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Fake Health Food: Kashi

I’m not going to lie, until recently I had a bowl of Kashi GoLean cereal just about every morning and I felt pretty good about eating it. After all it had a lot of protein and fiber in it, just what my body needs. Then something alarming started to happen, I became more and more aware of what I was putting into my body and some of the websites I began to visit discussed how Kashi really isn’t as healthy as it reports itself to be. At first I was in a state of denial, ‘ My Kashi wouldn’t include GMO laced ingredients in their products, it just wouldn’t!’, but as time progressed I finally saw the light; the Kashi brand is a fake health food

Kashi bills itself as a natural brand that is healthy to eat and feel good about. They make only a few organic products, so mostly they are using the term ‘natural’ as a marketing gimmick for people to buy their food. The ingredients themselves, for the most part, in their products aren’t bad; no HFCS for example. However, the majority of them are not organic or healthy because they contain GMOs. Here is what Kashi has to say on their Facebook page when they are confronted on the issue:

We are listening and can appreciate your concern about GMOs. We also believe in organic agriculture as an important tool in a sustainable food system. That’s why 46% of our annual grain supply is organically grown and we source about 35 million pounds of organic ingredients per year. As a result, we have increased our production of organic foods significantly since 2004. We hope that you and your members will purchase more organic foods from Kashi and other manufacturers as it may help to increase the amount of organic ingredients available in the US. From Kathy at Kashi

So, according to them they use less than half organic ingredients in their products, meaning that the other 54% of ingredients are GMO based. That isn’t exactly natural is it. It certainly doesn’t make me think of one of their employees walking through a jungle fondling mangoes like they do in those commercials that they run. All natural should mean ingredients that are not based on something that is created in a lab.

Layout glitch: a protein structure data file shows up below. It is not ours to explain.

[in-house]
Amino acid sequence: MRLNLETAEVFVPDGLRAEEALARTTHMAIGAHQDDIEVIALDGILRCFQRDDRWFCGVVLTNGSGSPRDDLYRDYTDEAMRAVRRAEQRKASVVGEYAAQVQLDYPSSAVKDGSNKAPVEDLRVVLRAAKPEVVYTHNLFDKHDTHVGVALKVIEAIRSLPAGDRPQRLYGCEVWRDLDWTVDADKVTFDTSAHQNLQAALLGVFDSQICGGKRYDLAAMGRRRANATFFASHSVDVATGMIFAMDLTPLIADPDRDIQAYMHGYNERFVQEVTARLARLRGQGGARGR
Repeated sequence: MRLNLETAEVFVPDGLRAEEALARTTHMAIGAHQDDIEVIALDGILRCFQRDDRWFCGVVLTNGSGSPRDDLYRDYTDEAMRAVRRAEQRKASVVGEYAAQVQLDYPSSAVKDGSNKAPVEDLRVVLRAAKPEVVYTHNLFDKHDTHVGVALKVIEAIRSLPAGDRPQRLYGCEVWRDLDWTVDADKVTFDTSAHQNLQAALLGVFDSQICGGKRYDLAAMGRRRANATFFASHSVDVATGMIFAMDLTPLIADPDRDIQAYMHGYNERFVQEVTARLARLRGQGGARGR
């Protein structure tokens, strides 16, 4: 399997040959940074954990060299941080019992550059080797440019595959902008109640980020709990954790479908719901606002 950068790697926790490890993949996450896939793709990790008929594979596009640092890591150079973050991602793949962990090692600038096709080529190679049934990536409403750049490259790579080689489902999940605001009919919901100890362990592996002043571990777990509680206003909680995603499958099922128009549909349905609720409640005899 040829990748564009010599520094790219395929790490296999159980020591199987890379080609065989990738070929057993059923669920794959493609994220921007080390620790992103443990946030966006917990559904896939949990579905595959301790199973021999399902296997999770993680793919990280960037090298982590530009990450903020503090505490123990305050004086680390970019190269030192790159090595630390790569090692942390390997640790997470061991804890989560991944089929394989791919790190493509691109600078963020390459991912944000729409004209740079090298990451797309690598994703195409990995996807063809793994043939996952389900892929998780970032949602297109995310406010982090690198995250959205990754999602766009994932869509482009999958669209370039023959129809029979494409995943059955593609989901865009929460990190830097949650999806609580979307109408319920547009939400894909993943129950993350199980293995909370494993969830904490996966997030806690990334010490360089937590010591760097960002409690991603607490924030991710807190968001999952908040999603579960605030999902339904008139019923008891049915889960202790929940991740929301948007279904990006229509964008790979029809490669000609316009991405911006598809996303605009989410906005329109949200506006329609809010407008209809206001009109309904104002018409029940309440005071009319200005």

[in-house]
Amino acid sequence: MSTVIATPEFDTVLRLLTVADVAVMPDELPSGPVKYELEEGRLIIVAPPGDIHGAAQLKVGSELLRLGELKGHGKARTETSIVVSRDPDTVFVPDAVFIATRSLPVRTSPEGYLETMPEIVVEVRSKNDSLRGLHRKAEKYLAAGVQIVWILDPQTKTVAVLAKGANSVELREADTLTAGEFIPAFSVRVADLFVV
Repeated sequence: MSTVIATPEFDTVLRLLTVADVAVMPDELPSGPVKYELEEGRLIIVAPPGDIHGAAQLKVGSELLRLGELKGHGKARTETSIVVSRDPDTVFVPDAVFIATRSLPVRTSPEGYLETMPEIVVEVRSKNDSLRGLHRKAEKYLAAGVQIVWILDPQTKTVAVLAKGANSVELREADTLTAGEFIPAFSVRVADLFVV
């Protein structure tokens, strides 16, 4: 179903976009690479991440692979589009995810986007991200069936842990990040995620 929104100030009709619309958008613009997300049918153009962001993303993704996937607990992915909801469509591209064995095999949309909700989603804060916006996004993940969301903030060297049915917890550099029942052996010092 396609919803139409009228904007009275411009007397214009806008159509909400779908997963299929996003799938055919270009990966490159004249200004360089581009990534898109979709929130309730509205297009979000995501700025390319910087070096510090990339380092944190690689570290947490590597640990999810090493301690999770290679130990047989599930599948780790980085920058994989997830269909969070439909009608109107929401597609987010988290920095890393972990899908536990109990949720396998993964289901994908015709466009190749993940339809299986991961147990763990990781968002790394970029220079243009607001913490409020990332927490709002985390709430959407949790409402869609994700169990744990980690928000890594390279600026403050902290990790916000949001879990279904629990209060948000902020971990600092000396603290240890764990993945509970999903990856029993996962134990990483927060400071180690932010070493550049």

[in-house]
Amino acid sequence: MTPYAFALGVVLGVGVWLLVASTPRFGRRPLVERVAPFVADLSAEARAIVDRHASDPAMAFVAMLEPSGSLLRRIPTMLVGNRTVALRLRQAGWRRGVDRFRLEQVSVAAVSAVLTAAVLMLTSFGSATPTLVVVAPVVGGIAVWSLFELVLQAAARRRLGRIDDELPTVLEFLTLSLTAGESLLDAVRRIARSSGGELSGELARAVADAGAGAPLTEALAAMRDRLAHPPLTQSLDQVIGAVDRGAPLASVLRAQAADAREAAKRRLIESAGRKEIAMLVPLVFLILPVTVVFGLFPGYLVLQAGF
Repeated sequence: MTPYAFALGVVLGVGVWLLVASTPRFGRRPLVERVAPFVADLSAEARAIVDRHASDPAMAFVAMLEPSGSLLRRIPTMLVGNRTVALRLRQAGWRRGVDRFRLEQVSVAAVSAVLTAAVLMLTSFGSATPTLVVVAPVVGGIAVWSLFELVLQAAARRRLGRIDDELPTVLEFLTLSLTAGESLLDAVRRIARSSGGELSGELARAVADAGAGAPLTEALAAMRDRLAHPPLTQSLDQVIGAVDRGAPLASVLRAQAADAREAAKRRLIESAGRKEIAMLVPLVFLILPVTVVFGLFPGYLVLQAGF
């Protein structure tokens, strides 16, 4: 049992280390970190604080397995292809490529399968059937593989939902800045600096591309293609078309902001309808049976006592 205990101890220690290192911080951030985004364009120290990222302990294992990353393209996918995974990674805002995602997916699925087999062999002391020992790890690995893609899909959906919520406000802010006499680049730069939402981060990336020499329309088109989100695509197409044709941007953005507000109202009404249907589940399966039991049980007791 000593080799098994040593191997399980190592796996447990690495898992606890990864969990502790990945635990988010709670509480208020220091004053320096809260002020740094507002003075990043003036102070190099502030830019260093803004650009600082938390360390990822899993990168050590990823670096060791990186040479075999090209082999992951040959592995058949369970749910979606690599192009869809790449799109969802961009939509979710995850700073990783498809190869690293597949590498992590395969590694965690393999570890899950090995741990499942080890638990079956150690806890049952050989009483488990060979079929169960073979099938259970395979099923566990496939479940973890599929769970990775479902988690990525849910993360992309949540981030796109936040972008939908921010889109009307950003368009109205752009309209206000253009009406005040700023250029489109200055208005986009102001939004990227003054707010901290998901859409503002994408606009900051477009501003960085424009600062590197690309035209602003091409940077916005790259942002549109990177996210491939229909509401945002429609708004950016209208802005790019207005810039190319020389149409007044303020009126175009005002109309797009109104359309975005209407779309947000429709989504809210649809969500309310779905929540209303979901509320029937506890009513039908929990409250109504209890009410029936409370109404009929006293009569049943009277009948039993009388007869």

On their website they have something called ‘Make A Real Food Promise’:

To living well. To eating better. To ingredients grown in the sun. To giving your body the good food it needs. To a better you. To choosing real, whole foods that care for you and the environment.

I’m sorry but 54% of the ingredients that you use are not ‘real, whole foods’. Instead, some scientist at Monsanto threw a bunch of chemicals together and created a frankenfood concoction, that is anything but what you say that you represent and support.

Kellogg’s, which owns Kashi, certainly took the ‘natural’ foods gig and ran with it, didn’t they? You won’t find the Kellogg’s name anywhere on any of the Kashi products, or on the website. Perhaps because they know that savvy shoppers automatically can figure out that their products are overly processed junk foods that contain equally junk ingredients. By purchasing Kashi they automatically bought into the ‘natural’ foods market and started a blitz advertising campaign acting like they are the warriors for ‘real food’. Their commercials always have one of their bohemian employees walking around touching food, nodding at native people and talking about how concerned they are about the environment. Well, if Kellogg’s really cared about the environment they wouldn’t be purchasing GMO laced ingredients, would they? GMO crops contaminate other crops and who knows what the hell the end product does to our health!

All of this has me thinking about whether or not Kashi’s organic products are actually organic. Why only make a few organic and not the rest? It’s like they got lazy at their factory and decided it wasn’t worth trying to be truly healthy all the way. Do they even make their organic cereals in dedicated facilities, or do they make them on the same machines as they make their non-organic products? I guess we’ll never know.

Do you know what I would like to see? More lawsuits brought upon companies such as this who claim that their food is healthy and natural when in fact it contains GMOs. A lawsuit has been filed in California against ConAgra foods for promoting Wesson oils as 100% natural, when in fact it contains GMO ingredients. If this lawsuit goes through and succeeds it may set the stage for other companies being held responsible for their fake claims.

Never trust what a company says. If they are pushing their whole ‘natural’ angle so hard that it hurts chances are their product isn’t really as natural as they claim it to be. Always question these companies when it comes to their products and their advertising tactics.


23 responses »

  1. I loved this—-so true and made me laugh!:

    “Their commercials always have one of their bohemian employees walking around touching food, nodding at native people and talking about how concerned they are about the environment. “

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  3. Kashi being owned by Kellogg’s and not being an actual health food has been written about endlessly. How’d you manage to miss it?